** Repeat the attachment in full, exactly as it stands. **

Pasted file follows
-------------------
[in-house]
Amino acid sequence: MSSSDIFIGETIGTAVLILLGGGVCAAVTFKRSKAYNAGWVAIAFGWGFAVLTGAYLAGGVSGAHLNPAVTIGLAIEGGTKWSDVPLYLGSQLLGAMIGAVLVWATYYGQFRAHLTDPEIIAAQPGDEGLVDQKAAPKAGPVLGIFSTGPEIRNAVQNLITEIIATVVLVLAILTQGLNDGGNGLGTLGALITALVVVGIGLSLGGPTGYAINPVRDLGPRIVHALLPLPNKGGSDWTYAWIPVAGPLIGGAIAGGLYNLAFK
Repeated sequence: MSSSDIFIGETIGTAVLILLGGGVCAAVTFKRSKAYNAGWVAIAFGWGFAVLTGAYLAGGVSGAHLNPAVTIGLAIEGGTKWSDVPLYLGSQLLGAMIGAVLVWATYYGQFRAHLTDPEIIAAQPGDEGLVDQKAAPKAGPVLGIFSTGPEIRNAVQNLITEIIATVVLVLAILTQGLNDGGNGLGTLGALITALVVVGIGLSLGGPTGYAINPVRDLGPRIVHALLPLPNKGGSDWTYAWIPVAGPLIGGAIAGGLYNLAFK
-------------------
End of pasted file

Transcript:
[in-house]
Amino acid sequence: MSSSDIFIGETIGTAVLILLGGGVCAAVTFKRSKAYNAGWVAIAFGWGFAVLTGAYLAGGVSGAHLNPAVTIGLAIEGGTKWSDVPLYLGSQLLGAMIGAVLVWATYYGQFRAHLTDPEIIAAQPGDEGLVDQKAAPKAGPVLGIFSTGPEIRNAVQNLITEIIATVVLVLAILTQGLNDGGNGLGTLGALITALVVVGIGLSLGGPTGYAINPVRDLGPRIVHALLPLPNKGGSDWTYAWIPVAGPLIGGAIAGGLYNLAFK
Repeated sequence: MSSSDIFIGETIGTAVLILLGGGVCAAVTFKRSKAYNAGWVAIAFGWGFAVLTGAYLAGGVSGAHLNPAVTIGLAIEGGTKWSDVPLYLGSQLLGAMIGAVLVWATYYGQFRAHLTDPEIIAAQPGDEGLVDQKAAPKAGPVLGIFSTGPEIRNAVQNLITEIIATVVLVLAILTQGLNDGGNGLGTLGALITALVVVGIGLSLGGPTGYAINPVRDLGPRIVHALLPLPNKGGSDWTYAWIPVAGPLIGGAIAGGLYNLAFK